“Our results demonstrate that inexpensive and easily accessible interventions targeting the gut microbiome can improve cognition in older adults, halving the number of errors on a memory test. This holds huge promise for enhancing brain health and memory in our ageing population.”

Senior author Professor Claire Steves, Professor of Ageing and Health said: 

“The importance of this research is that these plant fibres are cheap and already over-the counter and therefore could benefit a wider group of people in these cash-strapped times. They are safe and generally well-tolerated.  Our next task is to see whether these effects are sustained over longer periods and in larger groups of people.” 

The study’s remote design proved successful, demonstrating the feasibility of conducting trials in older adults without the need for extensive travel or hospital visits. Challenges such as digital literacy and access to the necessary technology were acknowledged and will be addressed in future research.

While the study focused on older adults, its implications extend to broader research aimed at understanding the intricate relationship between gut health, physical function, and cognitive abilities across different age groups. As the population continues to age globally, unlocking the secrets of the gut-brain axis could offer novel strategies for promoting healthy ageing and combating age-related cognitive decline.

The findings of this study pave the way for larger-scale trials investigating the potential of gut microbiome interventions to improve muscle health and cognitive function in older adults. Could the gut microbiome represent a key target for a whole range of age-related declines, helping to keep older people independent? By addressing these critical health challenges, researchers aim to enhance the quality of life for ageing populations worldwide.

This study was supported by King’s Centre for Ageing Resilience in a Changing Environment (CARICE) and by grants from the National Institute of Health Research and Wellcome Trust.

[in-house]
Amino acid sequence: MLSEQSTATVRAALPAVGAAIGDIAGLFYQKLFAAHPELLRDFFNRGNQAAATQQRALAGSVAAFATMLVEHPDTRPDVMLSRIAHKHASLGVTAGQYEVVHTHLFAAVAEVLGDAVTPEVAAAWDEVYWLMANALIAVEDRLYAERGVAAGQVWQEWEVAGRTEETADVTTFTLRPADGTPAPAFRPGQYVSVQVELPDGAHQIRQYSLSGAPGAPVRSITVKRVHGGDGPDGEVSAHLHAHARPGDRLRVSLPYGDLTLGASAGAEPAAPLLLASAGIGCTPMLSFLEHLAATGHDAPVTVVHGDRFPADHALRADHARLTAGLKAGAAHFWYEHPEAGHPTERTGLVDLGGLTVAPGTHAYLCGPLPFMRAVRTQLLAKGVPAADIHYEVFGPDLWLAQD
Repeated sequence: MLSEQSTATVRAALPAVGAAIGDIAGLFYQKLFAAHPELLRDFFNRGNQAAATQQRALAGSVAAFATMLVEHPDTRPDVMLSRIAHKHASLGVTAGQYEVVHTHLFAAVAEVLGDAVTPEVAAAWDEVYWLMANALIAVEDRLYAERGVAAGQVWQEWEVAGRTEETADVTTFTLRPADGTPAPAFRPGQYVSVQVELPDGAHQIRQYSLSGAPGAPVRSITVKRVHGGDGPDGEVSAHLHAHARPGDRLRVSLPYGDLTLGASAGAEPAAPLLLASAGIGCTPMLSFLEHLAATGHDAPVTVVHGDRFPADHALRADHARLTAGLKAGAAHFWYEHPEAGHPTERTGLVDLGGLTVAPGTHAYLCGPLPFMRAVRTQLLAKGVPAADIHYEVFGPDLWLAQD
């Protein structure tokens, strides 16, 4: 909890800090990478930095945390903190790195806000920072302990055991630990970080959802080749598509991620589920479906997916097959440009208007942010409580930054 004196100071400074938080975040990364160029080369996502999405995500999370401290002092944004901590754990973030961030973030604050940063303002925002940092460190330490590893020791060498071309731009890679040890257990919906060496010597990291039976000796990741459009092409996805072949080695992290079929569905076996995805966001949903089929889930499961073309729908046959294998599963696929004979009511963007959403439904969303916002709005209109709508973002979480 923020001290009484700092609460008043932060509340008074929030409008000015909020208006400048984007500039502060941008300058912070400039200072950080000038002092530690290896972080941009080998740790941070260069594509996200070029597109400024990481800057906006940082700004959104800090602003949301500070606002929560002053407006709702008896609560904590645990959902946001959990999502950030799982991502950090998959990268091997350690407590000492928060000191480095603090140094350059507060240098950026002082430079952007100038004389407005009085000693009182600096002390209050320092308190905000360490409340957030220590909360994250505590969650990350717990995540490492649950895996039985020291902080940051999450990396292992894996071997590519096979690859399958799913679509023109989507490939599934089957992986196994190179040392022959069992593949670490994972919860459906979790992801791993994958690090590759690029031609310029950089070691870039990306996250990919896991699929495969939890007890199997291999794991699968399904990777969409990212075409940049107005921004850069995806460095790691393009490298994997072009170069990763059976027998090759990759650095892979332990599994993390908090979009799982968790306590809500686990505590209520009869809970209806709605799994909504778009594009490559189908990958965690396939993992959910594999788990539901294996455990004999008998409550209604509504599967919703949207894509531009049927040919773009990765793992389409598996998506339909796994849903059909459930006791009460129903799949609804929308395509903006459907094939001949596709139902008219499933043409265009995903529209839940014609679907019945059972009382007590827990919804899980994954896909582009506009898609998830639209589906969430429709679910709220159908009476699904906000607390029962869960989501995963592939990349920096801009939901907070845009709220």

The Link Between Gut Viruses and Cardiometabolic Disease 

21st February 2024 – By TwinsUK

A recent review published by researchers at TwinsUK sheds light on the potential role of viruses living in the gut, known as phages, in cardiometabolic diseases (CMDs).  

CMDs are a group of common and often preventable chronic diseases that affect the system of the heart and include type 2 diabetes mellitus, hypertension, cardiovascular disease, and non-alcoholic fatty liver disease.  They have been increasingly prevalent worldwide, with factors such as genetics, lifestyle, and diet contributing to their rise.  

More recently, the gut microbiome, a collection of microorganisms that exist in our large intestine, has also been implicated in CMDs. Interesting links have been found between bacteria and aspects of metabolic health, such as bodyweight, blood sugar and inflammation. However, the majority of existing research has focused on bacteria, overlooking other microorganisms such as phages. 

Phages are viruses that, instead of infecting human cells, infect bacteria cells, and in doing so play a crucial role in shaping bacterial communities within the gut, which in turn can affect human health. By infecting gut bacteria, phages can alter the abundance of bacteria, which may cause their levels to increase or decrease. Additionally, phages can change the way bacteria behave, for example by changing the metabolites that they release.    

Until now, studying the viruses in the gut has been challenging, which is one of the reasons why they have not been a focus of research. However, recent advancements are enabling researchers to investigate this potentially important but neglected aspect of gut health, with increasing interest being reflected in efforts such as the national Centre for Phage Research in Leicester, which aims to tackle a variety of global challenges through phages.  

Daniel Kirk, first author of the review, emphasises the importance of exploring the role of phages in CMDs: